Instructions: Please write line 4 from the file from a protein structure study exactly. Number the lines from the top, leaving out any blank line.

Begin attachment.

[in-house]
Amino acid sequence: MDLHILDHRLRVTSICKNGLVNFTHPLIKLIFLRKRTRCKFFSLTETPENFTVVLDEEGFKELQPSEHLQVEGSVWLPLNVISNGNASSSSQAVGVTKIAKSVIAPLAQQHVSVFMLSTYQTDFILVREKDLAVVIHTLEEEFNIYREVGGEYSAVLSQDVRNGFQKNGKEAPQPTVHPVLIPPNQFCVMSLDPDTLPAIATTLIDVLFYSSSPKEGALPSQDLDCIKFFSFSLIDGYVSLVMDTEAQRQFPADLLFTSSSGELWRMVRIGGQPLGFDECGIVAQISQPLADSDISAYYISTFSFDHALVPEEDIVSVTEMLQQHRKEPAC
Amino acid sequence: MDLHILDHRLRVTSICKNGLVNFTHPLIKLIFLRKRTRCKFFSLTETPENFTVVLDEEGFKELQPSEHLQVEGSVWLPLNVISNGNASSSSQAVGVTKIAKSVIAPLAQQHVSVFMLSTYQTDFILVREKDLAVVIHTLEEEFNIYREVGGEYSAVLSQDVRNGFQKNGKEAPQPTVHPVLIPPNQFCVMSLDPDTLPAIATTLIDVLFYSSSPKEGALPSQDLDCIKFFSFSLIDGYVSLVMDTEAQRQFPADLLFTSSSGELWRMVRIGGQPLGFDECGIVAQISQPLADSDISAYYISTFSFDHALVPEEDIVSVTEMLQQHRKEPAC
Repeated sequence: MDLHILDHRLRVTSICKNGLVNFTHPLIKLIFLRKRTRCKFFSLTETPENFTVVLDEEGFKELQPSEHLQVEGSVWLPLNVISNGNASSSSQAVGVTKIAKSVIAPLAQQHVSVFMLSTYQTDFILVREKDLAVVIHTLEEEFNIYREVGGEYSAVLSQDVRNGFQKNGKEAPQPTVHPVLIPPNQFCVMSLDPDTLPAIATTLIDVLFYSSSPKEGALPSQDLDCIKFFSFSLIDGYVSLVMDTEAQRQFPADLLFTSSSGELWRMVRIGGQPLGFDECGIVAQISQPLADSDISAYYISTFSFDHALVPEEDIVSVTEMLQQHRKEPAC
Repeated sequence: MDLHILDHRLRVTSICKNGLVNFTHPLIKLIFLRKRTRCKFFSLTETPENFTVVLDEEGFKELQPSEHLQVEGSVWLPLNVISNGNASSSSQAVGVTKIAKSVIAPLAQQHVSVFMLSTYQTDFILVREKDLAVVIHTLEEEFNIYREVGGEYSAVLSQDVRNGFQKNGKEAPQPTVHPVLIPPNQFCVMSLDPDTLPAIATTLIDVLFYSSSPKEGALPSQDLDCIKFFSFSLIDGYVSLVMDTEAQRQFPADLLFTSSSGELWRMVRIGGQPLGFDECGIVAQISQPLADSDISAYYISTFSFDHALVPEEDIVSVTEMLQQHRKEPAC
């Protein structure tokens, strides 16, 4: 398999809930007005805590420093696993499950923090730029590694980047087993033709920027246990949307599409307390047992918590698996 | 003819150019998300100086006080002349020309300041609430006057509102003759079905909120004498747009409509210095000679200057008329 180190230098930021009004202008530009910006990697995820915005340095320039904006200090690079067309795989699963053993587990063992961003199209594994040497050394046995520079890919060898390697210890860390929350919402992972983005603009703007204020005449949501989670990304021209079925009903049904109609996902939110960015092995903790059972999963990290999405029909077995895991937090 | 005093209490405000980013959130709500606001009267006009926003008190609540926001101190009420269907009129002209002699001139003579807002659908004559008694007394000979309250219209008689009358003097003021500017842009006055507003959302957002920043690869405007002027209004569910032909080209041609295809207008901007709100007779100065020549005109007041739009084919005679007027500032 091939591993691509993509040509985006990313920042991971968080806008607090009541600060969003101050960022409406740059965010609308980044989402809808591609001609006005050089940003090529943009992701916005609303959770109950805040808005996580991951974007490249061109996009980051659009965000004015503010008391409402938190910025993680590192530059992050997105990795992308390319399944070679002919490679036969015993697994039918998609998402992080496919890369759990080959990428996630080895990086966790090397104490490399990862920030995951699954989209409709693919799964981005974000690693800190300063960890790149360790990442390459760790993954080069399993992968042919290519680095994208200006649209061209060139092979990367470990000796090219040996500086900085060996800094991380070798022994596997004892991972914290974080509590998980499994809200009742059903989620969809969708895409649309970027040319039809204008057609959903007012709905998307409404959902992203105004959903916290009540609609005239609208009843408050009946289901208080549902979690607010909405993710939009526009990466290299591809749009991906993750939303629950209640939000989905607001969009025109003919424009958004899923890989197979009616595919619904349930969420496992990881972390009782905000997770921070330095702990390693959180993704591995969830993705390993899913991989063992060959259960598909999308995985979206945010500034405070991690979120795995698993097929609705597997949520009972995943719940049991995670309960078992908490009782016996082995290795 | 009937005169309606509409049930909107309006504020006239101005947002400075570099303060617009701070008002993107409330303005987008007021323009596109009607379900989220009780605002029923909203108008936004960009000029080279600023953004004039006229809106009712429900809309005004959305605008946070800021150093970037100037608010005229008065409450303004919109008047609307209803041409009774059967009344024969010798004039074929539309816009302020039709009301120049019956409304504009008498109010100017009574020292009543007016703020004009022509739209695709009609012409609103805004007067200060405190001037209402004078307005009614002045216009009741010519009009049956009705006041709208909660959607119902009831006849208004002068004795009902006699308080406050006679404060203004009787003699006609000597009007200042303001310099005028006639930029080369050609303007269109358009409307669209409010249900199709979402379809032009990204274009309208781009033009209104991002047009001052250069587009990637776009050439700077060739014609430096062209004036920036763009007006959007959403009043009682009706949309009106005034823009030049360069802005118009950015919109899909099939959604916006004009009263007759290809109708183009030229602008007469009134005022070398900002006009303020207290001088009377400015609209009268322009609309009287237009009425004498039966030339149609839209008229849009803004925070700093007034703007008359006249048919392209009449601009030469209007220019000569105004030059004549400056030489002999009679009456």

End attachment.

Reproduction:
Repeated sequence: MDLHILDHRLRVTSICKNGLVNFTHPLIKLIFLRKRTRCKFFSLTETPENFTVVLDEEGFKELQPSEHLQVEGSVWLPLNVISNGNASSSSQAVGVTKIAKSVIAPLAQQHVSVFMLSTYQTDFILVREKDLAVVIHTLEEEFNIYREVGGEYSAVLSQDVRNGFQKNGKEAPQPTVHPVLIPPNQFCVMSLDPDTLPAIATTLIDVLFYSSSPKEGALPSQDLDCIKFFSFSLIDGYVSLVMDTEAQRQFPADLLFTSSSGELWRMVRIGGQPLGFDECGIVAQISQPLADSDISAYYISTFSFDHALVPEEDIVSVTEMLQQHRKEPAC